SeaTac business owner, Dieynaba, opened Saran African Market in 2010 in honor of her mother, Saran, who owned and operated a food wholesale and distribution business in Côte d’Ivoire. Dieynaba’s own journey began when she immigrated to the US in 2002, following the passing of both of her parents, with the goal provide financial support for her family back home. Her arrival to the US, however, was met with several drawbacks, one of them being her departure from university where she was studying math, physics, and chemistry. Instead of the promising land of opportunity, Dieynaba was met with a confusing immigration system and highly competitive job market. Language barriers, inability to continue school with her visa, and the high cost of living made it difficult to send money home. Dieynaba found herself braiding hair to make ends meet, while she worked toward her entry into the US job market. Within that time she began to build a reputation for herself within the West African community and within Dieynaba noticed a vital need for more access to African goods within the community. By gathering community feedback she was able to open a shop that caters to her community's needs and showcases the cultural resources of many African communities. Saran African market carries goods that are otherwise hard for her community to find including food, personal products, clothing, and a hair braiding salon in the back. For the past five years her shop has grown in its success and popularity but with the introduction of the new light rail station, and rising costs of rent, the future of Dieynaba's business is filled with rising uncertainty. The 200th Street light rail station, less than a block away and scheduled to open late 2016, has come with the promise of increased store traffic and sales. Over a year of construction though, has brought only a crammed parking lot, off-putting noise from construction, and so much dust that Dieynaba has had to close her back-of-store salon. Keeping stock of her most popular items, like smoked catfish and cassava products, helps the community stick with her during construction. She hopes these same products will bring in new customers from the station; some happy to find a reminder of back home and others seeking to experience the diversity of SeaTac. If the light rail station is able to deliver on such promises, Dieynaba will be able to take the next step in her business. While much of her food products are imported, Dieynaba dreams of a future where she owns a piece of land to grow and process some of these items locally. [gallery link="file" ids="519,520,521,522,523,524,525,526,527"] What advice does Dieynaba have for other budding entrepreneurs? “Save money and plan ahead. It’s good to have at least six months to a year’s worth of savings before opening a business, also take workshops in bookkeeping and cash flow as you’ll find them to be helpful with your business.”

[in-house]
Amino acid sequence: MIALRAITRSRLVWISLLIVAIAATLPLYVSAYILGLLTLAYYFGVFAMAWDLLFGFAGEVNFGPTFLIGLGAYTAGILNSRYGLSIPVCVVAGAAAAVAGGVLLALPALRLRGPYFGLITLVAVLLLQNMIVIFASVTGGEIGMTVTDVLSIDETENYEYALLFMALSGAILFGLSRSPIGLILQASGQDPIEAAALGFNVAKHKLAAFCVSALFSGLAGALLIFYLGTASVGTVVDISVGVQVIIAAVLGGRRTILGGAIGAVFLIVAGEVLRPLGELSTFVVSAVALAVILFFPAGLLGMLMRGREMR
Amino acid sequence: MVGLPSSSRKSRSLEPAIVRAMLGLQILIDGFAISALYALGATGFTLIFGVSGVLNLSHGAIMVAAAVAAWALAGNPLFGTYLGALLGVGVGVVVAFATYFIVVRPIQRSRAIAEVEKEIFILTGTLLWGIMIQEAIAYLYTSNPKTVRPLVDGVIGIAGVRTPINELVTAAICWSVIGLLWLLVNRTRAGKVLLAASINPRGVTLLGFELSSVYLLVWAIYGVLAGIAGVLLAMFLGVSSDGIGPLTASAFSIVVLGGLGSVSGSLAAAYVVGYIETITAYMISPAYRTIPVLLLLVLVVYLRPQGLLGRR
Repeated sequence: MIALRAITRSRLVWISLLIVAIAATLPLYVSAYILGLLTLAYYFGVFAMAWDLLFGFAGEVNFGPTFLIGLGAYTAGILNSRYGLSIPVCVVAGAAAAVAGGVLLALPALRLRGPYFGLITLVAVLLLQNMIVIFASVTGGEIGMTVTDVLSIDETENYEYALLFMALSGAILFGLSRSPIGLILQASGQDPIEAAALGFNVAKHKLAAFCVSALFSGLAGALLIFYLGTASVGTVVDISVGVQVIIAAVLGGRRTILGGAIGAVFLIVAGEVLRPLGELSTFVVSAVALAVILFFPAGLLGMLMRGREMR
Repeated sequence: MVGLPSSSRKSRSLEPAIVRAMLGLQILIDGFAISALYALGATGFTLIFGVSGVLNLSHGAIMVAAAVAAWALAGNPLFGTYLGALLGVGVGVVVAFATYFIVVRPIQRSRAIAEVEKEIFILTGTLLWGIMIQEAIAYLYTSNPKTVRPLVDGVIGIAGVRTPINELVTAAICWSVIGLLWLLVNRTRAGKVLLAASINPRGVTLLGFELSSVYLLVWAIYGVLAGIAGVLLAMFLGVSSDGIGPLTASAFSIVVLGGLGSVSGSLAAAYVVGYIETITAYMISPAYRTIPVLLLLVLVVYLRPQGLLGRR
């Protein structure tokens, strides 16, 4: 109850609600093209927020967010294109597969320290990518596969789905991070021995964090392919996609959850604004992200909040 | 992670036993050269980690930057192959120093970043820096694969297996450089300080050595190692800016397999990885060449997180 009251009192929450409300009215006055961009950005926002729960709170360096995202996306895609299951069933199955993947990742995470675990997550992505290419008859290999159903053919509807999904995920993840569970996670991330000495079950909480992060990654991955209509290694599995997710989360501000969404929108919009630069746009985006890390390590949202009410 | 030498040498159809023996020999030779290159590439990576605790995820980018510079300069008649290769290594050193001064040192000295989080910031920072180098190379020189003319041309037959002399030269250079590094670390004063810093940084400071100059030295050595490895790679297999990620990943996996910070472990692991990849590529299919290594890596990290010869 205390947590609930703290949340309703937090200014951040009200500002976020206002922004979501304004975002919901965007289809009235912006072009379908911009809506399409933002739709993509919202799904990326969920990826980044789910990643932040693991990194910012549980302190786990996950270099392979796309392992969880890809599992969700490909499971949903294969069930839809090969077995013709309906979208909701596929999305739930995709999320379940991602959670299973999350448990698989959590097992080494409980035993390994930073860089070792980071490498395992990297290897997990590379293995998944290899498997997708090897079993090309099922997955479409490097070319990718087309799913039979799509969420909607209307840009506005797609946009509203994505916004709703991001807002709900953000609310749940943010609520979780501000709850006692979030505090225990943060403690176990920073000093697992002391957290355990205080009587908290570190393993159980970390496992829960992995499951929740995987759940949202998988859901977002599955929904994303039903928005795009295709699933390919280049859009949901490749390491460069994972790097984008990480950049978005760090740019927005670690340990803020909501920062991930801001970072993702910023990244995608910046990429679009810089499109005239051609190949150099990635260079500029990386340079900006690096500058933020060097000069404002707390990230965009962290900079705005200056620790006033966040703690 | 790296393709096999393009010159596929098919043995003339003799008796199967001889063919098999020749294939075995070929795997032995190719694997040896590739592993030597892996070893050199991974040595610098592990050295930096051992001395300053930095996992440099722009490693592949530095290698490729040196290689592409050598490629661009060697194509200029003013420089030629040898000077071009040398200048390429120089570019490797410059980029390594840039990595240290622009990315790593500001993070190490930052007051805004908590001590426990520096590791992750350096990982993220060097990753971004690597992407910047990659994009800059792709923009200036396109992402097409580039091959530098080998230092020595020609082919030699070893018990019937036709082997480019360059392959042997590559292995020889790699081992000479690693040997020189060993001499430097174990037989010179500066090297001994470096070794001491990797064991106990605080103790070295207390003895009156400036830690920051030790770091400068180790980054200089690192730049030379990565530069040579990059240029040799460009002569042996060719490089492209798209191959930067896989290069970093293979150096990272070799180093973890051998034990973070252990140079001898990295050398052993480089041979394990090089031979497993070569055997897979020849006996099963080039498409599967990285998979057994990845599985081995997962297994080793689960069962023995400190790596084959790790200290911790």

One of the highlights of FIN's 2015 Celebration was a presentation on refugee experiences. Floribert walked through the physical, psychological, and emotional impact of the Congo's last 20 years of war and the jarring loss of identity felt in the refugee camps. To him, this is a death and the transition to life in the US is like being reborn. Although transformative, arrival is also met with a loss of culture, lack of familiar foods, and a healthcare and social system that seems impossible to navigate. After spending only 1 year in the United States, Floribert is a leader in his local community. He currently works full time, attends school, participates as a Community Food Advocate, and in 2016 will begin co-chairing a FIN working group. What drives him? Floribert speaks of simple solutions to aid in integration and prioritizing supports for refugees to become successful citizens of the US.